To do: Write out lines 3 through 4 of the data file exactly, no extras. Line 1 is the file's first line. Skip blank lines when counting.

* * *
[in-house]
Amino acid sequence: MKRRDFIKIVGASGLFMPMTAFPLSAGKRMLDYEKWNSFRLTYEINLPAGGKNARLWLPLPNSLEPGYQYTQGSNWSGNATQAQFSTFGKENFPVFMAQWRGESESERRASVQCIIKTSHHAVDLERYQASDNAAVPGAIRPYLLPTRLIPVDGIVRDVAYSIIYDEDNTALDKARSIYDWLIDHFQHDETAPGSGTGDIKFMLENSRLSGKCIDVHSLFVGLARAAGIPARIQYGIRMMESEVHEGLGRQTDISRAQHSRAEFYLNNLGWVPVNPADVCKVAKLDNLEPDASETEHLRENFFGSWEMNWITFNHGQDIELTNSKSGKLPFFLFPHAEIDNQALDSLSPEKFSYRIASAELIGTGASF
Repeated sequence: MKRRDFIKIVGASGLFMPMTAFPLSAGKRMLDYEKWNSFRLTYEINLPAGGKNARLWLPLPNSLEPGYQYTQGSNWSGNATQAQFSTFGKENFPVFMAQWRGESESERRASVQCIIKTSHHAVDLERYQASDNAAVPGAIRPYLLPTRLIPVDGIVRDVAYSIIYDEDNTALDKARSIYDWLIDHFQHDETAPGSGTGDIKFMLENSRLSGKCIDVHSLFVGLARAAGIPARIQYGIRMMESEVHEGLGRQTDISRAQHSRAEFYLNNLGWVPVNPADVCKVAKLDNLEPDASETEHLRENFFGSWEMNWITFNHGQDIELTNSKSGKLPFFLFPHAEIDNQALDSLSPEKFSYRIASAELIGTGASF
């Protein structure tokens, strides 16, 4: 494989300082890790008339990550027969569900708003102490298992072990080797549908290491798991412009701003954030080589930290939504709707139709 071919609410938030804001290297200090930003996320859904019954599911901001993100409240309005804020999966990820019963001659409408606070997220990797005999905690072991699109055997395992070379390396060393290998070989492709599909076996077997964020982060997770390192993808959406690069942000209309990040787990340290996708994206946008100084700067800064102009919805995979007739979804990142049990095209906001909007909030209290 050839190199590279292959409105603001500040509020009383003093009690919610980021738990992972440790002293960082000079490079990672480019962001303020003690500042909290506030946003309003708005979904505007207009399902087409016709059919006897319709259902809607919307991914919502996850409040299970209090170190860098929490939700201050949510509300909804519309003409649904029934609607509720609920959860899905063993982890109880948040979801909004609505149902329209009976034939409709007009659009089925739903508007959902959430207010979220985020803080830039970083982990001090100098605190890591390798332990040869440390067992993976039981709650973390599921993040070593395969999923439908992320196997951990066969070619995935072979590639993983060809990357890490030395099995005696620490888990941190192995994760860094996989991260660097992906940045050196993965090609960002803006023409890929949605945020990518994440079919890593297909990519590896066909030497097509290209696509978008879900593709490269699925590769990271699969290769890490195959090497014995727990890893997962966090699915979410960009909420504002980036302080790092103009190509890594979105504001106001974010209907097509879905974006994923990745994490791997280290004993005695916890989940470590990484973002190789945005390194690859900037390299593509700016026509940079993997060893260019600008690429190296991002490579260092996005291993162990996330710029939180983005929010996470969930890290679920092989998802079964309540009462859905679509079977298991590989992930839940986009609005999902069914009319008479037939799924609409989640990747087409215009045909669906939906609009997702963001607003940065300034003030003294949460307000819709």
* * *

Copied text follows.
Repeated sequence: MKRRDFIKIVGASGLFMPMTAFPLSAGKRMLDYEKWNSFRLTYEINLPAGGKNARLWLPLPNSLEPGYQYTQGSNWSGNATQAQFSTFGKENFPVFMAQWRGESESERRASVQCIIKTSHHAVDLERYQASDNAAVPGAIRPYLLPTRLIPVDGIVRDVAYSIIYDEDNTALDKARSIYDWLIDHFQHDETAPGSGTGDIKFMLENSRLSGKCIDVHSLFVGLARAAGIPARIQYGIRMMESEVHEGLGRQTDISRAQHSRAEFYLNNLGWVPVNPADVCKVAKLDNLEPDASETEHLRENFFGSWEMNWITFNHGQDIELTNSKSGKLPFFLFPHAEIDNQALDSLSPEKFSYRIASAELIGTGASF
């Protein structure tokens, strides 16, 4: 494989300082890790008339990550027969569900708003102490298992072990080797549908290491798991412009701003954030080589930290939504709707139709 071919609410938030804001290297200090930003996320859904019954599911901001993100409240309005804020999966990820019963001659409408606070997220990797005999905690072991699109055997395992070379390396060393290998070989492709599909076996077997964020982060997770390192993808959406690069942000209309990040787990340290996708994206946008100084700067800064102009919805995979007739979804990142049990095209906001909007909030209290 050839190199590279292959409105603001500040509020009383003093009690919610980021738990992972440790002293960082000079490079990672480019962001303020003690500042909290506030946003309003708005979904505007207009399902087409016709059919006897319709259902809607919307991914919502996850409040299970209090170190860098929490939700201050949510509300909804519309003409649904029934609607509720609920959860899905063993982890109880948040979801909004609505149902329209009976034939409709007009659009089925739903508007959902959430207010979220985020803080830039970083982990001090100098605190890591390798332990040869440390067992993976039981709650973390599921993040070593395969999923439908992320196997951990066969070619995935072979590639993983060809990357890490030395099995005696620490888990941190192995994760860094996989991260660097992906940045050196993965090609960002803006023409890929949605945020990518994440079919890593297909990519590896066909030497097509290209696509978008879900593709490269699925590769990271699969290769890490195959090497014995727990890893997962966090699915979410960009909420504002980036302080790092103009190509890594979105504001106001974010209907097509879905974006994923990745994490791997280290004993005695916890989940470590990484973002190789945005390194690859900037390299593509700016026509940079993997060893260019600008690429190296991002490579260092996005291993162990996330710029939180983005929010996470969930890290679920092989998802079964309540009462859905679509079977298991590989992930839940986009609005999902069914009319008479037939799924609409989640990747087409215009045909669906939906609009997702963001607003940065300034003030003294949460307000819709």